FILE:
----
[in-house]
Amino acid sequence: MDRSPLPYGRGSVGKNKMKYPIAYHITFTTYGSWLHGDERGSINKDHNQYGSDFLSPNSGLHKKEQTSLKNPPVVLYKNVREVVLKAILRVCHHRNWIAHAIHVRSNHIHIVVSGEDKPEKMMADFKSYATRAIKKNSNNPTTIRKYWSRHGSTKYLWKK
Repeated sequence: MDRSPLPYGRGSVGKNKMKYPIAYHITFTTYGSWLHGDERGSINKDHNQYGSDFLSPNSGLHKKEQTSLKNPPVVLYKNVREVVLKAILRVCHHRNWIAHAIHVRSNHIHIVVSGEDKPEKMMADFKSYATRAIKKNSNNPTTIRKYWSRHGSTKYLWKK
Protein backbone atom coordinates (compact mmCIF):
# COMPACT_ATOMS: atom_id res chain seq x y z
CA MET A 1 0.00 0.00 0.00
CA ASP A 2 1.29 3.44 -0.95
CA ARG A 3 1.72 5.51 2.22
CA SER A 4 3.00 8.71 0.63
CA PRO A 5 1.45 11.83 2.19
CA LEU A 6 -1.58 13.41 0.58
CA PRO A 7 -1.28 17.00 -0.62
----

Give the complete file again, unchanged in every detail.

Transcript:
[in-house]
Amino acid sequence: MDRSPLPYGRGSVGKNKMKYPIAYHITFTTYGSWLHGDERGSINKDHNQYGSDFLSPNSGLHKKEQTSLKNPPVVLYKNVREVVLKAILRVCHHRNWIAHAIHVRSNHIHIVVSGEDKPEKMMADFKSYATRAIKKNSNNPTTIRKYWSRHGSTKYLWKK
Repeated sequence: MDRSPLPYGRGSVGKNKMKYPIAYHITFTTYGSWLHGDERGSINKDHNQYGSDFLSPNSGLHKKEQTSLKNPPVVLYKNVREVVLKAILRVCHHRNWIAHAIHVRSNHIHIVVSGEDKPEKMMADFKSYATRAIKKNSNNPTTIRKYWSRHGSTKYLWKK
Protein backbone atom coordinates (compact mmCIF):
# COMPACT_ATOMS: atom_id res chain seq x y z
CA MET A 1 0.00 0.00 0.00
CA ASP A 2 1.29 3.44 -0.95
CA ARG A 3 1.72 5.51 2.22
CA SER A 4 3.00 8.71 0.63
CA PRO A 5 1.45 11.83 2.19
CA LEU A 6 -1.58 13.41 0.58
CA PRO A 7 -1.28 17.00 -0.62